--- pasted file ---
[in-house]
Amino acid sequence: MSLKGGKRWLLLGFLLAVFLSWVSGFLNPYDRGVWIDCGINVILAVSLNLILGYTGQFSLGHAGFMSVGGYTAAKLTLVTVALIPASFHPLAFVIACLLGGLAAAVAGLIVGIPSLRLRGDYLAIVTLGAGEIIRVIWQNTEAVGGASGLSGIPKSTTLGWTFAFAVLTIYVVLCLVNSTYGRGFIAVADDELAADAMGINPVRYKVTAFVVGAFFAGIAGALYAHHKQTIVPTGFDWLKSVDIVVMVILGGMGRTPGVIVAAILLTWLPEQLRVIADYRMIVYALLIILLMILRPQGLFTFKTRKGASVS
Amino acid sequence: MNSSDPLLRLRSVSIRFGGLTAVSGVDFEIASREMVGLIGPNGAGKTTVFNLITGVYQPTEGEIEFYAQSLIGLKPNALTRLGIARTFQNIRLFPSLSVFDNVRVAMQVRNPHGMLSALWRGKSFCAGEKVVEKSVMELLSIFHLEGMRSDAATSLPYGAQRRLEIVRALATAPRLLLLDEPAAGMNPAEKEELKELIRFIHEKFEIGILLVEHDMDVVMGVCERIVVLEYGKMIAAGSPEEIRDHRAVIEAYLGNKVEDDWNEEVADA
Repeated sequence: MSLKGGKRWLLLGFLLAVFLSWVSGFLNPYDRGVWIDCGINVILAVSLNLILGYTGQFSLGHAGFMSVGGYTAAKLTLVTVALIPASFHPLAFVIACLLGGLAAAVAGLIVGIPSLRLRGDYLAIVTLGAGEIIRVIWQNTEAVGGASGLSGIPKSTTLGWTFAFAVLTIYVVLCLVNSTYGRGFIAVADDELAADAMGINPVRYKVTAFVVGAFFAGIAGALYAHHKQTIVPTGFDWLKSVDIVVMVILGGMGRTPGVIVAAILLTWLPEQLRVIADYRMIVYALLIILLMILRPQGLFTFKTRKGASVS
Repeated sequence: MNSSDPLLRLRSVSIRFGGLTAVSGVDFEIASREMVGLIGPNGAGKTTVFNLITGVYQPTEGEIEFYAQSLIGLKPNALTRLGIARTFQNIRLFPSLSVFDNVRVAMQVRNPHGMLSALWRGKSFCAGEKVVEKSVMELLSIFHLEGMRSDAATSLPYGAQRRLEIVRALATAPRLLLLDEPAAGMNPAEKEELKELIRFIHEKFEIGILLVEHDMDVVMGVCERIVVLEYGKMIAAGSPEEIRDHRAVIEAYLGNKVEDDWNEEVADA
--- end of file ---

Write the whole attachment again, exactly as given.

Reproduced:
[in-house]
Amino acid sequence: MSLKGGKRWLLLGFLLAVFLSWVSGFLNPYDRGVWIDCGINVILAVSLNLILGYTGQFSLGHAGFMSVGGYTAAKLTLVTVALIPASFHPLAFVIACLLGGLAAAVAGLIVGIPSLRLRGDYLAIVTLGAGEIIRVIWQNTEAVGGASGLSGIPKSTTLGWTFAFAVLTIYVVLCLVNSTYGRGFIAVADDELAADAMGINPVRYKVTAFVVGAFFAGIAGALYAHHKQTIVPTGFDWLKSVDIVVMVILGGMGRTPGVIVAAILLTWLPEQLRVIADYRMIVYALLIILLMILRPQGLFTFKTRKGASVS
Amino acid sequence: MNSSDPLLRLRSVSIRFGGLTAVSGVDFEIASREMVGLIGPNGAGKTTVFNLITGVYQPTEGEIEFYAQSLIGLKPNALTRLGIARTFQNIRLFPSLSVFDNVRVAMQVRNPHGMLSALWRGKSFCAGEKVVEKSVMELLSIFHLEGMRSDAATSLPYGAQRRLEIVRALATAPRLLLLDEPAAGMNPAEKEELKELIRFIHEKFEIGILLVEHDMDVVMGVCERIVVLEYGKMIAAGSPEEIRDHRAVIEAYLGNKVEDDWNEEVADA
Repeated sequence: MSLKGGKRWLLLGFLLAVFLSWVSGFLNPYDRGVWIDCGINVILAVSLNLILGYTGQFSLGHAGFMSVGGYTAAKLTLVTVALIPASFHPLAFVIACLLGGLAAAVAGLIVGIPSLRLRGDYLAIVTLGAGEIIRVIWQNTEAVGGASGLSGIPKSTTLGWTFAFAVLTIYVVLCLVNSTYGRGFIAVADDELAADAMGINPVRYKVTAFVVGAFFAGIAGALYAHHKQTIVPTGFDWLKSVDIVVMVILGGMGRTPGVIVAAILLTWLPEQLRVIADYRMIVYALLIILLMILRPQGLFTFKTRKGASVS
Repeated sequence: MNSSDPLLRLRSVSIRFGGLTAVSGVDFEIASREMVGLIGPNGAGKTTVFNLITGVYQPTEGEIEFYAQSLIGLKPNALTRLGIARTFQNIRLFPSLSVFDNVRVAMQVRNPHGMLSALWRGKSFCAGEKVVEKSVMELLSIFHLEGMRSDAATSLPYGAQRRLEIVRALATAPRLLLLDEPAAGMNPAEKEELKELIRFIHEKFEIGILLVEHDMDVVMGVCERIVVLEYGKMIAAGSPEEIRDHRAVIEAYLGNKVEDDWNEEVADA